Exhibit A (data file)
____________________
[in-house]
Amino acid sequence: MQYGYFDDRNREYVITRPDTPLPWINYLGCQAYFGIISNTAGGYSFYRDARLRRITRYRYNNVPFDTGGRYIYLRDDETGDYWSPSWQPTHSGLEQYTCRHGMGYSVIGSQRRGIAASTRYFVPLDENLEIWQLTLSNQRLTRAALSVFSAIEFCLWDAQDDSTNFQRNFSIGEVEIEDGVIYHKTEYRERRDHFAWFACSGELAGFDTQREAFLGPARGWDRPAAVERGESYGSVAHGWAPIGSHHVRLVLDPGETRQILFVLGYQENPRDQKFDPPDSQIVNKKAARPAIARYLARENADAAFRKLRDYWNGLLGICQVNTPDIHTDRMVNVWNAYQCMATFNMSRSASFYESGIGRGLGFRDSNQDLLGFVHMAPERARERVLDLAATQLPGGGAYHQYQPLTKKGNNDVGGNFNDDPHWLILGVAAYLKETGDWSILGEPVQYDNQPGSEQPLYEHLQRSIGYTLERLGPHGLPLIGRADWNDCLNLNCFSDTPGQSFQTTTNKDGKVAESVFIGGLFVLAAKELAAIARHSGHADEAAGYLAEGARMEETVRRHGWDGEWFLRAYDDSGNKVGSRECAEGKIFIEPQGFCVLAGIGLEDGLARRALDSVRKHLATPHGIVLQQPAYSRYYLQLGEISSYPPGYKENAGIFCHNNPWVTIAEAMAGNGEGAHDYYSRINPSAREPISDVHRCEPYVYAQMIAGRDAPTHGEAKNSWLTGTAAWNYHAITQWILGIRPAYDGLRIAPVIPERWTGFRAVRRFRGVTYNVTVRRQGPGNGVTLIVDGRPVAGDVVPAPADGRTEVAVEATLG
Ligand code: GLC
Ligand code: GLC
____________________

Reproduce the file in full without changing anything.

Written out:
[in-house]
Amino acid sequence: MQYGYFDDRNREYVITRPDTPLPWINYLGCQAYFGIISNTAGGYSFYRDARLRRITRYRYNNVPFDTGGRYIYLRDDETGDYWSPSWQPTHSGLEQYTCRHGMGYSVIGSQRRGIAASTRYFVPLDENLEIWQLTLSNQRLTRAALSVFSAIEFCLWDAQDDSTNFQRNFSIGEVEIEDGVIYHKTEYRERRDHFAWFACSGELAGFDTQREAFLGPARGWDRPAAVERGESYGSVAHGWAPIGSHHVRLVLDPGETRQILFVLGYQENPRDQKFDPPDSQIVNKKAARPAIARYLARENADAAFRKLRDYWNGLLGICQVNTPDIHTDRMVNVWNAYQCMATFNMSRSASFYESGIGRGLGFRDSNQDLLGFVHMAPERARERVLDLAATQLPGGGAYHQYQPLTKKGNNDVGGNFNDDPHWLILGVAAYLKETGDWSILGEPVQYDNQPGSEQPLYEHLQRSIGYTLERLGPHGLPLIGRADWNDCLNLNCFSDTPGQSFQTTTNKDGKVAESVFIGGLFVLAAKELAAIARHSGHADEAAGYLAEGARMEETVRRHGWDGEWFLRAYDDSGNKVGSRECAEGKIFIEPQGFCVLAGIGLEDGLARRALDSVRKHLATPHGIVLQQPAYSRYYLQLGEISSYPPGYKENAGIFCHNNPWVTIAEAMAGNGEGAHDYYSRINPSAREPISDVHRCEPYVYAQMIAGRDAPTHGEAKNSWLTGTAAWNYHAITQWILGIRPAYDGLRIAPVIPERWTGFRAVRRFRGVTYNVTVRRQGPGNGVTLIVDGRPVAGDVVPAPADGRTEVAVEATLG
Ligand code: GLC
Ligand code: GLC